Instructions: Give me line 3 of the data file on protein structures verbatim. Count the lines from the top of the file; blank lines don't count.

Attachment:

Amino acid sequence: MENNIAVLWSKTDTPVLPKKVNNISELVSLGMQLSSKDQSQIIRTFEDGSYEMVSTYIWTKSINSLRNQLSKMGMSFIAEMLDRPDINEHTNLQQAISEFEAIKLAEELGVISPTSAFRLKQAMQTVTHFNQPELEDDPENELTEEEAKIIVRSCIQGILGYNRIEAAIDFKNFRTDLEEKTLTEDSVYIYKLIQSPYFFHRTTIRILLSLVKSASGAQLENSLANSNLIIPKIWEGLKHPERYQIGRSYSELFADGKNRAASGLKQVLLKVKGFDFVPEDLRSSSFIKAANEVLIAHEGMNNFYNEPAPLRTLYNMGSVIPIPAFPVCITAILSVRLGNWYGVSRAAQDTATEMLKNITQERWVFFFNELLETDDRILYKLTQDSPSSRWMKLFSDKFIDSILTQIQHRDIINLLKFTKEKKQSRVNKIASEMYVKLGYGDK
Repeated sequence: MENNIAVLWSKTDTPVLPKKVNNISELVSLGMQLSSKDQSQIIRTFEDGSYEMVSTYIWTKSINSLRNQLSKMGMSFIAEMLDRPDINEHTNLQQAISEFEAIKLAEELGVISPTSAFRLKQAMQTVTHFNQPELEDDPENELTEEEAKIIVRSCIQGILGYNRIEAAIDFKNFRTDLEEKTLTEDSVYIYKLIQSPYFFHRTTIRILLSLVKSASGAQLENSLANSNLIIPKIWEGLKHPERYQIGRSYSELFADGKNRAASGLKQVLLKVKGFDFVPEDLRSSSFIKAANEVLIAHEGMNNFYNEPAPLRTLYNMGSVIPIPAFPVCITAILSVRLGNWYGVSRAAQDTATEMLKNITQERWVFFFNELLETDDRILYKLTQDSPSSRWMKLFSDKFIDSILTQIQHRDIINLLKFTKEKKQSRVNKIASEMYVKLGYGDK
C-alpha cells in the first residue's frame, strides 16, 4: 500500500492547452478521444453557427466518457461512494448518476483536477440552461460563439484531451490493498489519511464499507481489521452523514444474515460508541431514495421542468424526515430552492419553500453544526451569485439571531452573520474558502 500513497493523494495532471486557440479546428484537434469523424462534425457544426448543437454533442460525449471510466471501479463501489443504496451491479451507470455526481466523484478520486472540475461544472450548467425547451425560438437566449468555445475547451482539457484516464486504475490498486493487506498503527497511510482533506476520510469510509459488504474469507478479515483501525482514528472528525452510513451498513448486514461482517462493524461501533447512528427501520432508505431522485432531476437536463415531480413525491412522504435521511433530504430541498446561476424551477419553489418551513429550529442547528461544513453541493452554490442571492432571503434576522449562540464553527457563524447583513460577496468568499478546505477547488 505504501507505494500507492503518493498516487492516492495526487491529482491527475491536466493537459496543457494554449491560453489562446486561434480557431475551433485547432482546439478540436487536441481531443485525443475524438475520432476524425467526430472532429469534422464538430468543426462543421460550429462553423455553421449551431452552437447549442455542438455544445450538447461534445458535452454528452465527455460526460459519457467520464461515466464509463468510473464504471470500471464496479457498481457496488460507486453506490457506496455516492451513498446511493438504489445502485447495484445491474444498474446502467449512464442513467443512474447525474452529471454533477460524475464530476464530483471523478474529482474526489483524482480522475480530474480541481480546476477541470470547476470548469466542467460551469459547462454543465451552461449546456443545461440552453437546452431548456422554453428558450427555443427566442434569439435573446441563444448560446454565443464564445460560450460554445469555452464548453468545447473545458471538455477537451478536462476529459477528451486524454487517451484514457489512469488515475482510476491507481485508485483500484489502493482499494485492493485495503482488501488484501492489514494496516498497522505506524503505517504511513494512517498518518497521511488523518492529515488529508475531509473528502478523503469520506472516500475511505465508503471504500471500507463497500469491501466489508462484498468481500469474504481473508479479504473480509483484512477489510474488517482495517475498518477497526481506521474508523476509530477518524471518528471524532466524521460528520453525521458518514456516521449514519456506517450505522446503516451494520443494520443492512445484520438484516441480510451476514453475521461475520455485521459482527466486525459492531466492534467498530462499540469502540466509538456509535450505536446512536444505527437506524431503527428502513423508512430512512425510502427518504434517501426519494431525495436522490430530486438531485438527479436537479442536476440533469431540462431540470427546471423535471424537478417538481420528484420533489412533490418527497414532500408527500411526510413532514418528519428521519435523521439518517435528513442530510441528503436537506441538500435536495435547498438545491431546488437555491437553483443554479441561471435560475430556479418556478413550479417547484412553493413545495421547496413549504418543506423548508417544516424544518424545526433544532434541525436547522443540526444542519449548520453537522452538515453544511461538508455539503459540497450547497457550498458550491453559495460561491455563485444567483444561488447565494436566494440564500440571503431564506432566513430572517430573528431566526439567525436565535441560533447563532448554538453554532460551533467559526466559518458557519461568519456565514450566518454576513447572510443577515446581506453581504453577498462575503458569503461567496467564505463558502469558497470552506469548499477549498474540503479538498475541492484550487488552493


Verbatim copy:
C-alpha cells in the first residue's frame, strides 16, 4: 500500500492547452478521444453557427466518457461512494448518476483536477440552461460563439484531451490493498489519511464499507481489521452523514444474515460508541431514495421542468424526515430552492419553500453544526451569485439571531452573520474558502 500513497493523494495532471486557440479546428484537434469523424462534425457544426448543437454533442460525449471510466471501479463501489443504496451491479451507470455526481466523484478520486472540475461544472450548467425547451425560438437566449468555445475547451482539457484516464486504475490498486493487506498503527497511510482533506476520510469510509459488504474469507478479515483501525482514528472528525452510513451498513448486514461482517462493524461501533447512528427501520432508505431522485432531476437536463415531480413525491412522504435521511433530504430541498446561476424551477419553489418551513429550529442547528461544513453541493452554490442571492432571503434576522449562540464553527457563524447583513460577496468568499478546505477547488 505504501507505494500507492503518493498516487492516492495526487491529482491527475491536466493537459496543457494554449491560453489562446486561434480557431475551433485547432482546439478540436487536441481531443485525443475524438475520432476524425467526430472532429469534422464538430468543426462543421460550429462553423455553421449551431452552437447549442455542438455544445450538447461534445458535452454528452465527455460526460459519457467520464461515466464509463468510473464504471470500471464496479457498481457496488460507486453506490457506496455516492451513498446511493438504489445502485447495484445491474444498474446502467449512464442513467443512474447525474452529471454533477460524475464530476464530483471523478474529482474526489483524482480522475480530474480541481480546476477541470470547476470548469466542467460551469459547462454543465451552461449546456443545461440552453437546452431548456422554453428558450427555443427566442434569439435573446441563444448560446454565443464564445460560450460554445469555452464548453468545447473545458471538455477537451478536462476529459477528451486524454487517451484514457489512469488515475482510476491507481485508485483500484489502493482499494485492493485495503482488501488484501492489514494496516498497522505506524503505517504511513494512517498518518497521511488523518492529515488529508475531509473528502478523503469520506472516500475511505465508503471504500471500507463497500469491501466489508462484498468481500469474504481473508479479504473480509483484512477489510474488517482495517475498518477497526481506521474508523476509530477518524471518528471524532466524521460528520453525521458518514456516521449514519456506517450505522446503516451494520443494520443492512445484520438484516441480510451476514453475521461475520455485521459482527466486525459492531466492534467498530462499540469502540466509538456509535450505536446512536444505527437506524431503527428502513423508512430512512425510502427518504434517501426519494431525495436522490430530486438531485438527479436537479442536476440533469431540462431540470427546471423535471424537478417538481420528484420533489412533490418527497414532500408527500411526510413532514418528519428521519435523521439518517435528513442530510441528503436537506441538500435536495435547498438545491431546488437555491437553483443554479441561471435560475430556479418556478413550479417547484412553493413545495421547496413549504418543506423548508417544516424544518424545526433544532434541525436547522443540526444542519449548520453537522452538515453544511461538508455539503459540497450547497457550498458550491453559495460561491455563485444567483444561488447565494436566494440564500440571503431564506432566513430572517430573528431566526439567525436565535441560533447563532448554538453554532460551533467559526466559518458557519461568519456565514450566518454576513447572510443577515446581506453581504453577498462575503458569503461567496467564505463558502469558497470552506469548499477549498474540503479538498475541492484550487488552493